I was hoping that someone here would be able to offer some advice on how to proceed with the debugging effort.
Subject: Re: EC2 FF11 and EC2.....
I know that at the bottom tier, they can choke off performance to the point where things really start to be baaaaaaaad...
How hard is it for you guys to jump from one kind of programming job to another within a given day?
Or, more interestingly, to jump from programming work to technical support, back to programming again within the day?
I do not tend to think of this as easy. It takes me a while to get back into my programming groove again whenever I have these interruptions. Yet everyone for whom I have worked tries to make me do several things within a given day, decreasing my efficiency ridiculously (to the point now where I can't even estimate how long it would take me to do anything, since I can't rely on uninterrupted time).
I don't believe I'm unique in requiring uninterrupted time, but I just wanted to confirm this with other programmers.
account when estimating. If you can deal
with theadministravia, you should also record
how you spend your time throughout the day.
tThose two numbers will allow for better
Theoretically, agile processes try to
decouple "points" from real time because it
accounts for interruptions better. Theory and
reality are only theoretically related
though. I find the extra layer of
abstraction annoying, and even misleading. I
find working with wall-clock time estimates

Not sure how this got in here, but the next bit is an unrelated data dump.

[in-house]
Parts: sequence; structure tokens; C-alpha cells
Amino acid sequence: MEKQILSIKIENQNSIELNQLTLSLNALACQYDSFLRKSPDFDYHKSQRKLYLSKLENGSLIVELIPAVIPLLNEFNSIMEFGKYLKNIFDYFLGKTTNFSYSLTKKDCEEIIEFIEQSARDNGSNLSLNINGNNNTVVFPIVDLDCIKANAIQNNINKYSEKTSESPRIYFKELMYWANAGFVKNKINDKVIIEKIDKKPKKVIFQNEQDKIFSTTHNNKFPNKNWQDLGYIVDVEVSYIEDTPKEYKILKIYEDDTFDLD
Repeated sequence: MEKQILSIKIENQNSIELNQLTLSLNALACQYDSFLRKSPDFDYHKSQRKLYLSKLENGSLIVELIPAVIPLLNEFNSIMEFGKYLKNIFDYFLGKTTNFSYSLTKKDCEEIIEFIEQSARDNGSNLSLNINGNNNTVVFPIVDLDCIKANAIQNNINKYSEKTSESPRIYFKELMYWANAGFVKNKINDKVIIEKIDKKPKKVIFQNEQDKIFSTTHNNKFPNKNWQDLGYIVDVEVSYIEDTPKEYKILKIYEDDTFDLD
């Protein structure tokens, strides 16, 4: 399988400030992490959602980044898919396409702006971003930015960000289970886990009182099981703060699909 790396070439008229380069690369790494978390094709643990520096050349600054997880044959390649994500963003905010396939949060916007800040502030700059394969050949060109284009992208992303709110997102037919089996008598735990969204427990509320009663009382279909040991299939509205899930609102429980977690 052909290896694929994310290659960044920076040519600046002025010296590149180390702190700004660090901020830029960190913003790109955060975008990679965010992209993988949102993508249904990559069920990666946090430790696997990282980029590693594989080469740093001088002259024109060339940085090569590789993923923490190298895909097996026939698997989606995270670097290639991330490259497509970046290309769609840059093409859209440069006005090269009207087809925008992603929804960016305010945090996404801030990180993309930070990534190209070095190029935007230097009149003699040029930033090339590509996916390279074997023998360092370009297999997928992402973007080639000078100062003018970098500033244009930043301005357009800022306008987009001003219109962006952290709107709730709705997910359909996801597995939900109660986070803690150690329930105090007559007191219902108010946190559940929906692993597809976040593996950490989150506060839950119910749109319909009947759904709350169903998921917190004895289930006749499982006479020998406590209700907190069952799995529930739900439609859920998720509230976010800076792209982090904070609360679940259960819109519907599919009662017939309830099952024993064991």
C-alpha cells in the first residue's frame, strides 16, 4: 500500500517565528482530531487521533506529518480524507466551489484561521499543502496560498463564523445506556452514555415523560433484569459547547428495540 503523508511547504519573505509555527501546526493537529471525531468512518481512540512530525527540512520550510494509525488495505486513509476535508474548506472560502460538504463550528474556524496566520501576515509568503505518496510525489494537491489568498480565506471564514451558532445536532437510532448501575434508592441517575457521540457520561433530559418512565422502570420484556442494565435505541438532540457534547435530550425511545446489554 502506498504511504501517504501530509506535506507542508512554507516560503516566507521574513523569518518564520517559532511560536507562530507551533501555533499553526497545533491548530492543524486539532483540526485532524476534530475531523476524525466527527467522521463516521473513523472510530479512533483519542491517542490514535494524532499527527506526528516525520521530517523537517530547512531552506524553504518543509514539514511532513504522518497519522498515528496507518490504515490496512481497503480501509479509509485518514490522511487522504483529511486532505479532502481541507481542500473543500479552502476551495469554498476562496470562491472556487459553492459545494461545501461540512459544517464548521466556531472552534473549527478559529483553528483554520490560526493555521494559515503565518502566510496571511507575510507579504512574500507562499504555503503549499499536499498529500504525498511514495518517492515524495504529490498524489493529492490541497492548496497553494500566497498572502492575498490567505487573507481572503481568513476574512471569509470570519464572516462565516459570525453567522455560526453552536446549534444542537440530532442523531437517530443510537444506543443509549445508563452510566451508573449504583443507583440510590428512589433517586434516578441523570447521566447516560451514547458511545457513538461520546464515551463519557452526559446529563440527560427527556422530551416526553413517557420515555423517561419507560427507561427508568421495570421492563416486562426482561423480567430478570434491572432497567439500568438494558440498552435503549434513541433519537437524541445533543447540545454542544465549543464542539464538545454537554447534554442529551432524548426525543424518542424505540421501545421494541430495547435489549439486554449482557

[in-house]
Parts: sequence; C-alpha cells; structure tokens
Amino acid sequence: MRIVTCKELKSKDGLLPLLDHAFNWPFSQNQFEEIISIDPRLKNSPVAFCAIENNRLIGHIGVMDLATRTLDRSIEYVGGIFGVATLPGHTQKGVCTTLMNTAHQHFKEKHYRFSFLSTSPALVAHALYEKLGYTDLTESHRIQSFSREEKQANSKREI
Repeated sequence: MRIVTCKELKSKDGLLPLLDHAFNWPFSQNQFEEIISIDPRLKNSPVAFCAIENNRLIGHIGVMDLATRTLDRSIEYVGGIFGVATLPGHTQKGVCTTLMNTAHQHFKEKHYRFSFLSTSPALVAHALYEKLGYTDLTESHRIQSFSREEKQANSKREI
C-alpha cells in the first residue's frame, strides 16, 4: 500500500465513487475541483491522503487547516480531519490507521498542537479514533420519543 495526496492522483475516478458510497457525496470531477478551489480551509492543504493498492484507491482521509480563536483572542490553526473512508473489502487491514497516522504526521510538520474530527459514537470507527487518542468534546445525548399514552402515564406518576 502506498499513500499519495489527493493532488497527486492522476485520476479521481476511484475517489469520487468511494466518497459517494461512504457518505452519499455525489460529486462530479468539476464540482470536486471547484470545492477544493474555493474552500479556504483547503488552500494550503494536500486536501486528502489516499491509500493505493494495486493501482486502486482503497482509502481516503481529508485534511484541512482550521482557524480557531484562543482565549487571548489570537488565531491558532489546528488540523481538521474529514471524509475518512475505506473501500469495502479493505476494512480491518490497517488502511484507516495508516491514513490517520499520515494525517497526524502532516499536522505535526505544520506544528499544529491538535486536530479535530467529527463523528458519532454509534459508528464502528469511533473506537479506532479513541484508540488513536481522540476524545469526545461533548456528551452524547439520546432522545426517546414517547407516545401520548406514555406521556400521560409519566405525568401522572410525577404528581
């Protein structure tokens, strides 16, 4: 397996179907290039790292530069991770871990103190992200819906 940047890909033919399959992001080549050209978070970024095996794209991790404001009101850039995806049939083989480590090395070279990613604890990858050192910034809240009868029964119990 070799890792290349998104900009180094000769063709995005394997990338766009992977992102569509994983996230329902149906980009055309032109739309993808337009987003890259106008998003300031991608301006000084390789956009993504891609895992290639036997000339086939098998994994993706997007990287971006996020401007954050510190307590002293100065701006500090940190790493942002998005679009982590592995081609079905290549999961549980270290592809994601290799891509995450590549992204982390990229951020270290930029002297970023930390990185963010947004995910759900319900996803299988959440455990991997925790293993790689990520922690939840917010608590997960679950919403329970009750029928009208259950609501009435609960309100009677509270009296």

both more natural and more precise.
Right, but that didn't answer my question, really, and would be more appropriate in the Workplace room.
My question had to do with the degree to which interruptions disrupt programming work.
I guess I should point out why I'm asking.
It's mostly curiosity. Some places have as a requirement 'must multi-task well', which makes me wonder if businesses casually expect someone to be able to do things like work through complicated mathematical formulaes without error while simultaneously reciting the Gettysburg Address, or something equally amazing (by way of a mental feat).
If my own mental acuity is actually relatively weak compared to my peers, I should know this, and regard it as a limitation on my abilities... maybe even to the degree that I should consider work in another field.
May 8 2012 1:20pm from fleeb @uncnsrdYes, absolutely they do. :) It's just the nature of business. I haven't yet met a manager who _didn't_ understand that engineers offer best performance when serializing their tasks. However,
It's mostly curiosity. Some places have as a requirement 'must
multi-task well', which makes me wonder if businesses casually expect